Angioplasty via the radial artery in the arm is a good alternative to the approach via the groin.
Artery-opening angioplasty uses the body's circulatory system as a highway to the heart. The traditional on-ramp has been the femoral artery in the groin. An alternative is the radial artery in the wrist. Two studies suggest that the radial artery may be a touch safer than the femoral artery. And people having angioplasty often prefer the wrist approach.
Make no mistake "" the femoral artery is an excellent conduit for angioplasty. It is large enough to accept balloons, stents, and other miniaturized hardware. It also offers a direct route to the heart. But the femoral artery can be hard to reach, especially when it is buried under layers of fat. Bulges of cholesterol-filled plaque in the femoral artery and aorta can create roadblocks for angioplasty tools. Stopping bleeding once the procedure is over requires heavy pressure "" think sandbags "" at the puncture site. It also means lying still for several hours, something that can be tough on anyone with lung disease, heart failure, or hip or back pain. Another problem is that blood from the puncture sometimes seeps backward into the leg or abdomen and isn't immediately apparent. Such blood loss can require a transfusion, a procedure you'd rather avoid if possible.
The radial artery gets around some of these limitations.
The radial approach
The radial artery runs from the elbow to the wrist along the underside of the arm. Along with the ulnar artery, it delivers blood to the hand. When you take your pulse by pressing two fingers along your wrist just below the thumb, you are feeling the steady pumping of blood through the radial artery.
This artery is a good starting point for angioplasty for several reasons. It sits close to the skin, even in people who are overweight. That makes it easier to access. It is also easier to detect and stop post-angioplasty bleeding around the radial artery than it is around the femoral artery. From the recipient's perspective, angioplasty via the radial artery is easier "" you can get up and walk around soon after the procedure instead of lying flat for several hours.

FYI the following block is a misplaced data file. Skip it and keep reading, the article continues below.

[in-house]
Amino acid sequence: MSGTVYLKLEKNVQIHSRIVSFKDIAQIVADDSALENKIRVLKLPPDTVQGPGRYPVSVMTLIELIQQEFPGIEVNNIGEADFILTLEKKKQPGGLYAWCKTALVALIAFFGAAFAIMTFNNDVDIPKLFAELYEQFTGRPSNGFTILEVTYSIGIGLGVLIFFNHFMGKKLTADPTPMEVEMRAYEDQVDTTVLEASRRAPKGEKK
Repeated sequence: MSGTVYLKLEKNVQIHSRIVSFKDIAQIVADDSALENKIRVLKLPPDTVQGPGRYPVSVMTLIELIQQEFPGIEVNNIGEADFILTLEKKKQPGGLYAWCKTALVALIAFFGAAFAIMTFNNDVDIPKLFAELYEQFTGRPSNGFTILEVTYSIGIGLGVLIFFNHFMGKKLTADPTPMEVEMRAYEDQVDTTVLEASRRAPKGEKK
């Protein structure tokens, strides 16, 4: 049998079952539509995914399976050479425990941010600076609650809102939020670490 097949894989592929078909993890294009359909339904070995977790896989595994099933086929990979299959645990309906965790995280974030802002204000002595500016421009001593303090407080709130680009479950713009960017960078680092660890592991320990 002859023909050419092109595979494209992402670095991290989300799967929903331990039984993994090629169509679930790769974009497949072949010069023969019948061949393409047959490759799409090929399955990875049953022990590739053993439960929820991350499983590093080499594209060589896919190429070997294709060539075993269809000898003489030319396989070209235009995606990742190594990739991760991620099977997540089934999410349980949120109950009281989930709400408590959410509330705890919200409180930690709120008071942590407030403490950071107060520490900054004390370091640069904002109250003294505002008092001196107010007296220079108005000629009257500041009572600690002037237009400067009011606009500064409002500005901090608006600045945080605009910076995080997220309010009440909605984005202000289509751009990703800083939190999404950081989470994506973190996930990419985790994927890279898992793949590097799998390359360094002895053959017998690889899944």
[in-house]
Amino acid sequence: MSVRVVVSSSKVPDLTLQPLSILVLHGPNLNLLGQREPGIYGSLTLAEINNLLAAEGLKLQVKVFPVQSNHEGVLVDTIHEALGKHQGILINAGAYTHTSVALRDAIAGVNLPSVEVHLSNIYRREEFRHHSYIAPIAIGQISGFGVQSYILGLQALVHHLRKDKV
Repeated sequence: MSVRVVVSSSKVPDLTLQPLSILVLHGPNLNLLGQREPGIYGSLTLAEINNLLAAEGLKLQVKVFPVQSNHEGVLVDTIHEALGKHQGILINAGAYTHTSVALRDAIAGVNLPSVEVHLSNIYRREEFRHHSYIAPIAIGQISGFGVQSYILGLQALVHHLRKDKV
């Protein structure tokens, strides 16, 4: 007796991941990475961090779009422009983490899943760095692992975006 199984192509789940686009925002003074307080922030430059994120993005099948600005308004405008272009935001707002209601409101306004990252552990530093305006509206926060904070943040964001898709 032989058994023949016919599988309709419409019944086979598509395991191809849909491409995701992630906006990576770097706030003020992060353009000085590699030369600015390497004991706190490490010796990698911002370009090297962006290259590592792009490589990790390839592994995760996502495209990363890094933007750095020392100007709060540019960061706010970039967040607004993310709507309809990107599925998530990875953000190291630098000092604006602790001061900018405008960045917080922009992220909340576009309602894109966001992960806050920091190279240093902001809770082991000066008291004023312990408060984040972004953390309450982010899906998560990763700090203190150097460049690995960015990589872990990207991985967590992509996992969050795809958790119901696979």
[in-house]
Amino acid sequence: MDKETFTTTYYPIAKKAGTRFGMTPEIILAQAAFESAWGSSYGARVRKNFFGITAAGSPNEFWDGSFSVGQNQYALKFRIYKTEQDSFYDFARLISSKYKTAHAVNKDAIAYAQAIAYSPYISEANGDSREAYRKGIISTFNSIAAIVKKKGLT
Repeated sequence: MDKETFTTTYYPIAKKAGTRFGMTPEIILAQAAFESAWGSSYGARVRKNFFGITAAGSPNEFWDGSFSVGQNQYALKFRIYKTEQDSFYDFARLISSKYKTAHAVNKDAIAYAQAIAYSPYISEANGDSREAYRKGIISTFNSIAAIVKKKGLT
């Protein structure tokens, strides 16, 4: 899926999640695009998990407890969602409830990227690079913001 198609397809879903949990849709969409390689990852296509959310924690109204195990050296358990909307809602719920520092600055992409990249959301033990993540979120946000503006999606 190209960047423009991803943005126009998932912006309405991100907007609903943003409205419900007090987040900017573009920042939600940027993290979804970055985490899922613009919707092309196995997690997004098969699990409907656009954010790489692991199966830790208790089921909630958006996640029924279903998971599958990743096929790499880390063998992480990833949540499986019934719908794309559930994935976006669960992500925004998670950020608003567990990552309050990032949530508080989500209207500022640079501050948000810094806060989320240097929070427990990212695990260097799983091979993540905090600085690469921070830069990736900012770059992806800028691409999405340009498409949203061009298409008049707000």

The radial approach may also be safer. In a Canadian study, people who had radial artery angioplasty needed a transfusion less often (1.4%) than those who had femoral artery angioplasty (2.8%). Deaths in the year following the procedure were also lower: 2.8% in the radial artery group and 3.9% in the femoral artery group (Heart, August 2008). A larger U.S. study showed that the radial artery approach was as successful as the femoral artery approach but was also safer, with lower rates of bleeding and other complications (JACC Interventions, August 2008).
Using the radial artery as the access point for angioplasty isn't perfect, of course. This artery is smaller than the femoral artery, and it has more twists and turns. Both of these factors challenge doctors' dexterity. Tugging catheters through this artery can irritate it and make it clench, halting blood flow. That's why it is essential to make sure the ulnar artery can supply blood to the hand all by itself. Doctors check this with something called the Allen test. If the ulnar artery isn't up to the task, then angioplasty via the radial artery isn't a good option.
Radial artery angioplasty
Starting artery-opening angioplasty at the radial artery in the wrist is a safe alternative to starting it at the femoral artery in the groin.
The radial artery approach got its start in the Netherlands in the early 1990s. Today, in parts of Europe and Japan, up to 40% of all angioplasties are now done through the radial artery. In the United States, though, the proportion is barely 2%.
If you are facing elective angioplasty, it isn't worth making a special trip to a distant medical center to have yours done through the wrist unless angioplasty via the groin isn't an option for you. But if you have a doctor who routinely uses the radial artery approach, it may be the way to go.